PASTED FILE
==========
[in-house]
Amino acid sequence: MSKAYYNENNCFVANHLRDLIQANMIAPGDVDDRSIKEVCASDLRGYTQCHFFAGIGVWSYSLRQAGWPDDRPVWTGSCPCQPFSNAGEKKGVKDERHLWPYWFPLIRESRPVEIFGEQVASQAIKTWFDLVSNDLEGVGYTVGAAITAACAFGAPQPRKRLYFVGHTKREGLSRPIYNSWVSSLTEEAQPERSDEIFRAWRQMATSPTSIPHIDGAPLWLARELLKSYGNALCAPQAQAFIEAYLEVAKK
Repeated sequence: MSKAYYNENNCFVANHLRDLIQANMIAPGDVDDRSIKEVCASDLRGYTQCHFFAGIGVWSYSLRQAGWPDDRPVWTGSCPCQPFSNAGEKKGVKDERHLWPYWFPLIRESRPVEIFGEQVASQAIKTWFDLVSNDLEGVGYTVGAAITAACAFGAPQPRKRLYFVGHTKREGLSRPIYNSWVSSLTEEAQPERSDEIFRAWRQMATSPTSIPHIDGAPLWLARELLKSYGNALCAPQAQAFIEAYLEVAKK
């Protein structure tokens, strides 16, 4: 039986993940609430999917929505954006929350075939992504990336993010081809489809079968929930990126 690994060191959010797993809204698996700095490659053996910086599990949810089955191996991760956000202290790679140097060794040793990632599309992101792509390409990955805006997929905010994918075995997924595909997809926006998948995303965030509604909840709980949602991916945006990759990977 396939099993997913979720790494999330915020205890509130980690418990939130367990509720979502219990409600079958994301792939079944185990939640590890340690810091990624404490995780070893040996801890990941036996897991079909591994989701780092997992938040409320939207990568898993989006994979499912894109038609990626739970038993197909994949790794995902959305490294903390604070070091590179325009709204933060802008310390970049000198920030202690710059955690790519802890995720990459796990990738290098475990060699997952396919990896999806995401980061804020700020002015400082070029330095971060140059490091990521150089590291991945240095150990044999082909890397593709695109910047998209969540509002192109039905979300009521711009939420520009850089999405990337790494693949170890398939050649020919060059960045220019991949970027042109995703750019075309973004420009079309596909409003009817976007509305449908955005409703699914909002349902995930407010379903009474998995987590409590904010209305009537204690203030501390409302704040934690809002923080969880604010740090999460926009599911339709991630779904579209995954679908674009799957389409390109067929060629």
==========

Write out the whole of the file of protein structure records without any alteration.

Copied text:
[in-house]
Amino acid sequence: MSKAYYNENNCFVANHLRDLIQANMIAPGDVDDRSIKEVCASDLRGYTQCHFFAGIGVWSYSLRQAGWPDDRPVWTGSCPCQPFSNAGEKKGVKDERHLWPYWFPLIRESRPVEIFGEQVASQAIKTWFDLVSNDLEGVGYTVGAAITAACAFGAPQPRKRLYFVGHTKREGLSRPIYNSWVSSLTEEAQPERSDEIFRAWRQMATSPTSIPHIDGAPLWLARELLKSYGNALCAPQAQAFIEAYLEVAKK
Repeated sequence: MSKAYYNENNCFVANHLRDLIQANMIAPGDVDDRSIKEVCASDLRGYTQCHFFAGIGVWSYSLRQAGWPDDRPVWTGSCPCQPFSNAGEKKGVKDERHLWPYWFPLIRESRPVEIFGEQVASQAIKTWFDLVSNDLEGVGYTVGAAITAACAFGAPQPRKRLYFVGHTKREGLSRPIYNSWVSSLTEEAQPERSDEIFRAWRQMATSPTSIPHIDGAPLWLARELLKSYGNALCAPQAQAFIEAYLEVAKK
């Protein structure tokens, strides 16, 4: 039986993940609430999917929505954006929350075939992504990336993010081809489809079968929930990126 690994060191959010797993809204698996700095490659053996910086599990949810089955191996991760956000202290790679140097060794040793990632599309992101792509390409990955805006997929905010994918075995997924595909997809926006998948995303965030509604909840709980949602991916945006990759990977 396939099993997913979720790494999330915020205890509130980690418990939130367990509720979502219990409600079958994301792939079944185990939640590890340690810091990624404490995780070893040996801890990941036996897991079909591994989701780092997992938040409320939207990568898993989006994979499912894109038609990626739970038993197909994949790794995902959305490294903390604070070091590179325009709204933060802008310390970049000198920030202690710059955690790519802890995720990459796990990738290098475990060699997952396919990896999806995401980061804020700020002015400082070029330095971060140059490091990521150089590291991945240095150990044999082909890397593709695109910047998209969540509002192109039905979300009521711009939420520009850089999405990337790494693949170890398939050649020919060059960045220019991949970027042109995703750019075309973004420009079309596909409003009817976007509305449908955005409703699914909002349902995930407010379903009474998995987590409590904010209305009537204690203030501390409302704040934690809002923080969880604010740090999460926009599911339709991630779904579209995954679908674009799957389409390109067929060629």